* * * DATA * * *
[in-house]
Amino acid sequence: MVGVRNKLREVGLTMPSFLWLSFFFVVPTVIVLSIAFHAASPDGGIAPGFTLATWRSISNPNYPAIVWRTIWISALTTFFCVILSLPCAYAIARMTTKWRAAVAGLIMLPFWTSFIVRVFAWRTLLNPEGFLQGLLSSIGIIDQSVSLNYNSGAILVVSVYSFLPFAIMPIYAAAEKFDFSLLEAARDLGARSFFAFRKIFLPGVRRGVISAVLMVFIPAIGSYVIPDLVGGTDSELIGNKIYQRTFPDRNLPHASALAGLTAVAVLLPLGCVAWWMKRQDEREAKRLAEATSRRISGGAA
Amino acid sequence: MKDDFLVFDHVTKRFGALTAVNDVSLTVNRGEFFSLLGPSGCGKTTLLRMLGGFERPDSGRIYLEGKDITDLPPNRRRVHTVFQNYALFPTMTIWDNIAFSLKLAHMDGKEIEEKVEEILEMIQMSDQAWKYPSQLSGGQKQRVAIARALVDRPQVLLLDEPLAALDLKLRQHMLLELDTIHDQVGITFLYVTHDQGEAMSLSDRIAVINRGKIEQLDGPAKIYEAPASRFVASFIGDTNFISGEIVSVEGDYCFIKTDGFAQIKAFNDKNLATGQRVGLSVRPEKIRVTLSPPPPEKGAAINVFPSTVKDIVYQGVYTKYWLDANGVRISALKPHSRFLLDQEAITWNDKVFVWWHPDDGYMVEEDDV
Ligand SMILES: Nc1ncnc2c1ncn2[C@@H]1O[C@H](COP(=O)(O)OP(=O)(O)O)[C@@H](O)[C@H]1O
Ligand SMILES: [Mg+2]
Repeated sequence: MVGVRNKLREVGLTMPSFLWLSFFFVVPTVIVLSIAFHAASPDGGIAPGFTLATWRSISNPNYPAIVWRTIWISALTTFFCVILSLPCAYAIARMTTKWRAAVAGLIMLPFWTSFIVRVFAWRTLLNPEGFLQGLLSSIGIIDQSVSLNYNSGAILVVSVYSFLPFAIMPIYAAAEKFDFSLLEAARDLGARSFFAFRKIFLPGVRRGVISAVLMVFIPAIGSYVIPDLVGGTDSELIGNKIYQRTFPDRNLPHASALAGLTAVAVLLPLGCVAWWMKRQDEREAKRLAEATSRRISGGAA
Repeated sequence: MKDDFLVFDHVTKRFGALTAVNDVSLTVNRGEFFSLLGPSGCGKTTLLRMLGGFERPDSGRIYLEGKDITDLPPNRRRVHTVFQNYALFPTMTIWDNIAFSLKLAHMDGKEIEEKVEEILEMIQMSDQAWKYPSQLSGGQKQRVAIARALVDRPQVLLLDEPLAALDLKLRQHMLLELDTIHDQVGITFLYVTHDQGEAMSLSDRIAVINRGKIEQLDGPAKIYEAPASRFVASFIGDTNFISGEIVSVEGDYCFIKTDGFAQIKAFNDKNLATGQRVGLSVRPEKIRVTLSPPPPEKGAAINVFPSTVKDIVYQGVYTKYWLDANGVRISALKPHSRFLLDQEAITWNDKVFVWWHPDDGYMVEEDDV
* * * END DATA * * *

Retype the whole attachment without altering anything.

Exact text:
[in-house]
Amino acid sequence: MVGVRNKLREVGLTMPSFLWLSFFFVVPTVIVLSIAFHAASPDGGIAPGFTLATWRSISNPNYPAIVWRTIWISALTTFFCVILSLPCAYAIARMTTKWRAAVAGLIMLPFWTSFIVRVFAWRTLLNPEGFLQGLLSSIGIIDQSVSLNYNSGAILVVSVYSFLPFAIMPIYAAAEKFDFSLLEAARDLGARSFFAFRKIFLPGVRRGVISAVLMVFIPAIGSYVIPDLVGGTDSELIGNKIYQRTFPDRNLPHASALAGLTAVAVLLPLGCVAWWMKRQDEREAKRLAEATSRRISGGAA
Amino acid sequence: MKDDFLVFDHVTKRFGALTAVNDVSLTVNRGEFFSLLGPSGCGKTTLLRMLGGFERPDSGRIYLEGKDITDLPPNRRRVHTVFQNYALFPTMTIWDNIAFSLKLAHMDGKEIEEKVEEILEMIQMSDQAWKYPSQLSGGQKQRVAIARALVDRPQVLLLDEPLAALDLKLRQHMLLELDTIHDQVGITFLYVTHDQGEAMSLSDRIAVINRGKIEQLDGPAKIYEAPASRFVASFIGDTNFISGEIVSVEGDYCFIKTDGFAQIKAFNDKNLATGQRVGLSVRPEKIRVTLSPPPPEKGAAINVFPSTVKDIVYQGVYTKYWLDANGVRISALKPHSRFLLDQEAITWNDKVFVWWHPDDGYMVEEDDV
Ligand SMILES: Nc1ncnc2c1ncn2[C@@H]1O[C@H](COP(=O)(O)OP(=O)(O)O)[C@@H](O)[C@H]1O
Ligand SMILES: [Mg+2]
Repeated sequence: MVGVRNKLREVGLTMPSFLWLSFFFVVPTVIVLSIAFHAASPDGGIAPGFTLATWRSISNPNYPAIVWRTIWISALTTFFCVILSLPCAYAIARMTTKWRAAVAGLIMLPFWTSFIVRVFAWRTLLNPEGFLQGLLSSIGIIDQSVSLNYNSGAILVVSVYSFLPFAIMPIYAAAEKFDFSLLEAARDLGARSFFAFRKIFLPGVRRGVISAVLMVFIPAIGSYVIPDLVGGTDSELIGNKIYQRTFPDRNLPHASALAGLTAVAVLLPLGCVAWWMKRQDEREAKRLAEATSRRISGGAA
Repeated sequence: MKDDFLVFDHVTKRFGALTAVNDVSLTVNRGEFFSLLGPSGCGKTTLLRMLGGFERPDSGRIYLEGKDITDLPPNRRRVHTVFQNYALFPTMTIWDNIAFSLKLAHMDGKEIEEKVEEILEMIQMSDQAWKYPSQLSGGQKQRVAIARALVDRPQVLLLDEPLAALDLKLRQHMLLELDTIHDQVGITFLYVTHDQGEAMSLSDRIAVINRGKIEQLDGPAKIYEAPASRFVASFIGDTNFISGEIVSVEGDYCFIKTDGFAQIKAFNDKNLATGQRVGLSVRPEKIRVTLSPPPPEKGAAINVFPSTVKDIVYQGVYTKYWLDANGVRISALKPHSRFLLDQEAITWNDKVFVWWHPDDGYMVEEDDV